1. angoodkind

      I don’t think the opening statement is “silly” in the slightest. 10 years ago, there was a real technical barrier if you wanted to start a blog. Today, there is close to zero technical know-how required to keep a blog. Google App Inventor now let’s a user design an Android app without knowing one line of code…and this is just the beginning. While the apps a user can design are still relatively simple, it’s only a matter of time until a user can design a complex program using only diagrams and natural language.

      1. giffc

        Examples like blogs, simple web 2.0 apps, or awesome tools like jquery do not make the statement true as a general rule for our industry in the slightest. Even if a layperson could graphically put an application together, there is still a lot of complexity in making something *fast* and *scalable* once you need to move beyond the prototype stage. But even beyond that, there is a constantly moving bar – there are always complex new problems to solve that require serious technical skill — look at all the exciting stuff happening around “big data” for example.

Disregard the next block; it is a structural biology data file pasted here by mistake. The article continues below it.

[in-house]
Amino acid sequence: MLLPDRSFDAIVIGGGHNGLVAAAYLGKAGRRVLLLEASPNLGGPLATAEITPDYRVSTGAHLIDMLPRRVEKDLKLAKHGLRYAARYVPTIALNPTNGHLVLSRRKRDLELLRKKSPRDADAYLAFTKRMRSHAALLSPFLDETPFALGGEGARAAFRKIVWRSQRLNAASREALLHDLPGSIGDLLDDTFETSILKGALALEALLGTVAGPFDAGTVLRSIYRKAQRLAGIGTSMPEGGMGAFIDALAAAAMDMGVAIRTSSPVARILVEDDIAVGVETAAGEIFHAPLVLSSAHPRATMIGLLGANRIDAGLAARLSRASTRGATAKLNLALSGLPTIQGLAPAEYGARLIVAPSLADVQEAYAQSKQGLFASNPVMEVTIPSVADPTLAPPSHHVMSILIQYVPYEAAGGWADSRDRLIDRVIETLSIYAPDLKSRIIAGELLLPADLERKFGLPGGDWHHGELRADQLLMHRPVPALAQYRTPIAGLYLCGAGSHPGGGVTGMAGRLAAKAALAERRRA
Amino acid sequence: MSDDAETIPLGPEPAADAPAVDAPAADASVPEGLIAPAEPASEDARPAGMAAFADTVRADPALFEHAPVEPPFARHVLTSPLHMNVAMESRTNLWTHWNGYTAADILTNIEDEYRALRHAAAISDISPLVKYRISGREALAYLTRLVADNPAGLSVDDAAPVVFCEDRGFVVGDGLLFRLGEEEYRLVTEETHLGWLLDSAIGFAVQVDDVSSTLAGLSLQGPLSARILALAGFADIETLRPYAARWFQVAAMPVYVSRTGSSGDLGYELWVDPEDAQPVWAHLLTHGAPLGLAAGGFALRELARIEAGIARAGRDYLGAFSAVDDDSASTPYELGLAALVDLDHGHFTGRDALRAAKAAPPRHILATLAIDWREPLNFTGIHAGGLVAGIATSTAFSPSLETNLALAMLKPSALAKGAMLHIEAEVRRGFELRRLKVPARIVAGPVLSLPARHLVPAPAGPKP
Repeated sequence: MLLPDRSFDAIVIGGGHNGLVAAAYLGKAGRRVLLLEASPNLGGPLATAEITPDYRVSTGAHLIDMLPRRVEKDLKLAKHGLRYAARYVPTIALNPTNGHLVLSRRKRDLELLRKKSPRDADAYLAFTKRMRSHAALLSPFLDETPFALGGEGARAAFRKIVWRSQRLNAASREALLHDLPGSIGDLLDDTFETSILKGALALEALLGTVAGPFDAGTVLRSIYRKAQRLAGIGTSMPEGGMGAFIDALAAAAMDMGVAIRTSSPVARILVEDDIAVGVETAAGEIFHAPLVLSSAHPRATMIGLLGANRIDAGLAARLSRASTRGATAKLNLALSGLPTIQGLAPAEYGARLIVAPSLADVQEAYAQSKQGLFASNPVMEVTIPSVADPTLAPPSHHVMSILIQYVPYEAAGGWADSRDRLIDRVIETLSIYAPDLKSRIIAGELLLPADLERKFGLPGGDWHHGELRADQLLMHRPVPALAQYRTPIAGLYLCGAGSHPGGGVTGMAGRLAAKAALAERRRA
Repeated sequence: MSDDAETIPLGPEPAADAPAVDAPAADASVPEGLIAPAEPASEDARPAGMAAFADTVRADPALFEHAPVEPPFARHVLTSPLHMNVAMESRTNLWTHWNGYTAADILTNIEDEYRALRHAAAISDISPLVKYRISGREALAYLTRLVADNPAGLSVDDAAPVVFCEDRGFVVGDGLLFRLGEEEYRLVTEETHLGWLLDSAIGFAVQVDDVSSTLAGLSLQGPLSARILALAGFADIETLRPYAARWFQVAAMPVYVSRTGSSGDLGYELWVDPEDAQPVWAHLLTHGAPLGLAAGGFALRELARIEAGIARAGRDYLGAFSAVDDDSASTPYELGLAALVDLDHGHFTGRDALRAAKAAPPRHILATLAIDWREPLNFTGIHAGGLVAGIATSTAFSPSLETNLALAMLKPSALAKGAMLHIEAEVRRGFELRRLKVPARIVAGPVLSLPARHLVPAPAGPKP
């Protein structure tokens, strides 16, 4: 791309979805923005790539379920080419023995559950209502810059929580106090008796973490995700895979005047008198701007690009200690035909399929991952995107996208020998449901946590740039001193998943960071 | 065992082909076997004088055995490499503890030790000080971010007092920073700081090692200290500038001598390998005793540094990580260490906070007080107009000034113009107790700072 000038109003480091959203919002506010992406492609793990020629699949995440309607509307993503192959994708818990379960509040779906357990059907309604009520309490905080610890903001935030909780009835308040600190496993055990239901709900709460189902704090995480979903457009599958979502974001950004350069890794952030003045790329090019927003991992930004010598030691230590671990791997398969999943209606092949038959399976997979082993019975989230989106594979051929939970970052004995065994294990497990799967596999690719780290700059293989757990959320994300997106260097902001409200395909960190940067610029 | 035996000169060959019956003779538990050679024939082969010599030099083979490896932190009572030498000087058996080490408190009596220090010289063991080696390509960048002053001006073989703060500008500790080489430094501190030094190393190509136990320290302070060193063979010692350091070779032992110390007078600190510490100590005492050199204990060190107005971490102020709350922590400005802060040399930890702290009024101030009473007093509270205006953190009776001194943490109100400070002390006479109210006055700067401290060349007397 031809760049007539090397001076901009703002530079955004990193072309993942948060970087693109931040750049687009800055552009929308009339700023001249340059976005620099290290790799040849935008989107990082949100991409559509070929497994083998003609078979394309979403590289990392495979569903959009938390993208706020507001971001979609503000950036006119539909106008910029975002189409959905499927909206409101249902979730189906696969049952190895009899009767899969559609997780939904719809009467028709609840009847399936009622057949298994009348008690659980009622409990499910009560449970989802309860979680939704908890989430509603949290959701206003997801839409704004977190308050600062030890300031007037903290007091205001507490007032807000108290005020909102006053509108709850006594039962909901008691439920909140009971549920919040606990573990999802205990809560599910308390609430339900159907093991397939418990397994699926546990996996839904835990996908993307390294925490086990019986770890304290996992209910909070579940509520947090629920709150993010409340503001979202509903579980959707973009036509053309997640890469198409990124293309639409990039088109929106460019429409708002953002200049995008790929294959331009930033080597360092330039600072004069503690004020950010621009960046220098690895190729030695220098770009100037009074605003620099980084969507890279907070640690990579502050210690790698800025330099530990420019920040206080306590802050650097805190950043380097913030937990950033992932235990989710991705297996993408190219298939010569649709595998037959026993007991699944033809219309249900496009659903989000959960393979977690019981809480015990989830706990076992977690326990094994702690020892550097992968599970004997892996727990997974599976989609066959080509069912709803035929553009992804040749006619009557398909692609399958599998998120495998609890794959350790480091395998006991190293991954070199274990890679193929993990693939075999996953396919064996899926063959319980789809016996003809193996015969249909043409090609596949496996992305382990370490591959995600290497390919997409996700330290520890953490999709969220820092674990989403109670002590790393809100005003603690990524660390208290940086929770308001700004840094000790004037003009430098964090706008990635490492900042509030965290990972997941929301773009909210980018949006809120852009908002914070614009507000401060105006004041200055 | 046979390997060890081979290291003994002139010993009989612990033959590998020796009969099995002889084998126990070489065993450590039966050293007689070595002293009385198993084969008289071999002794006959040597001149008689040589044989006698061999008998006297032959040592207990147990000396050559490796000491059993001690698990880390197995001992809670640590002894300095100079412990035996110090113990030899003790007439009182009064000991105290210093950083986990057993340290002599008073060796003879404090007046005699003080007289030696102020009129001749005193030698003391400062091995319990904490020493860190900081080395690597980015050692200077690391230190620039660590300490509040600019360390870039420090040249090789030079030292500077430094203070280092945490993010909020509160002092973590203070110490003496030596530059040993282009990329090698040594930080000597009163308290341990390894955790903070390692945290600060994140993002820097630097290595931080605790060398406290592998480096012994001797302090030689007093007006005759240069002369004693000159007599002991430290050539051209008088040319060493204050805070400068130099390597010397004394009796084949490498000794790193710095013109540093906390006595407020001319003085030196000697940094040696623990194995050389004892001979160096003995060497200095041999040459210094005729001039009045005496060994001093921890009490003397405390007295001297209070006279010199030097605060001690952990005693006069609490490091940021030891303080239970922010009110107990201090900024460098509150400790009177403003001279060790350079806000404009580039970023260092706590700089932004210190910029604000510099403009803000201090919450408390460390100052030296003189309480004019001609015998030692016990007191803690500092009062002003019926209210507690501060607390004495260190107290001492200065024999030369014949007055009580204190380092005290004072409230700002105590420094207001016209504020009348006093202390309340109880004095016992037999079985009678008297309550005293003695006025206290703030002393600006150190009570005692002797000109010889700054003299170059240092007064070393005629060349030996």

34. hud

    But obstructing this phase is the ever present conflict between form and function. Obviously, tech startups are heavily biased towards function, which downplays the type of creativity you describe. it’s evident in the jobs they offer, the pay they award, the roadmap they chart, thinking along the lines of “we’ll do a proper design once we get to a million users.” But beyond simply design, this utility-bias often squeezes out important elements of branding and storytelling that the best startups have done from the start, e.g. tumblr, etsy, vimeo. And more often than not, the typical startup is very slow to define their user, to engage or entertain, or connect through stories. I’m an advertising creative and while I adore and celebrate startups, there’s typically no place for me in them unless its my own.

    1. Dave W Baldwin

      your own…that’s the idea.

  35. vruz

    Open Source/Free Software and the Internet that gave birth to them are the fuel.It’s an invisible revolution, but it’s there.

  36. Startup Happiness